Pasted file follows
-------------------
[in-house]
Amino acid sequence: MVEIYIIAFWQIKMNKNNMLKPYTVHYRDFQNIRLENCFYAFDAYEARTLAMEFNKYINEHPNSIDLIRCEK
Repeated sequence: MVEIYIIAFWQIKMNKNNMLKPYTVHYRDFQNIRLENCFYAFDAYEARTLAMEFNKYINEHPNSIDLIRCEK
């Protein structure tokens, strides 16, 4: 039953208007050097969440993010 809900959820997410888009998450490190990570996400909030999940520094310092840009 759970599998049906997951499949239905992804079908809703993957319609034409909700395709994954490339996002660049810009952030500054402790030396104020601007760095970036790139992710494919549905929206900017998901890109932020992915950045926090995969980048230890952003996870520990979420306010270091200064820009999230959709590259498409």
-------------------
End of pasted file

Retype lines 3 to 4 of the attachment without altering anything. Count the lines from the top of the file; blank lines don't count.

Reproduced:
Repeated sequence: MVEIYIIAFWQIKMNKNNMLKPYTVHYRDFQNIRLENCFYAFDAYEARTLAMEFNKYINEHPNSIDLIRCEK
């Protein structure tokens, strides 16, 4: 039953208007050097969440993010 809900959820997410888009998450490190990570996400909030999940520094310092840009 759970599998049906997951499949239905992804079908809703993957319609034409909700395709994954490339996002660049810009952030500054402790030396104020601007760095970036790139992710494919549905929206900017998901890109932020992915950045926090995969980048230890952003996870520990979420306010270091200064820009999230959709590259498409």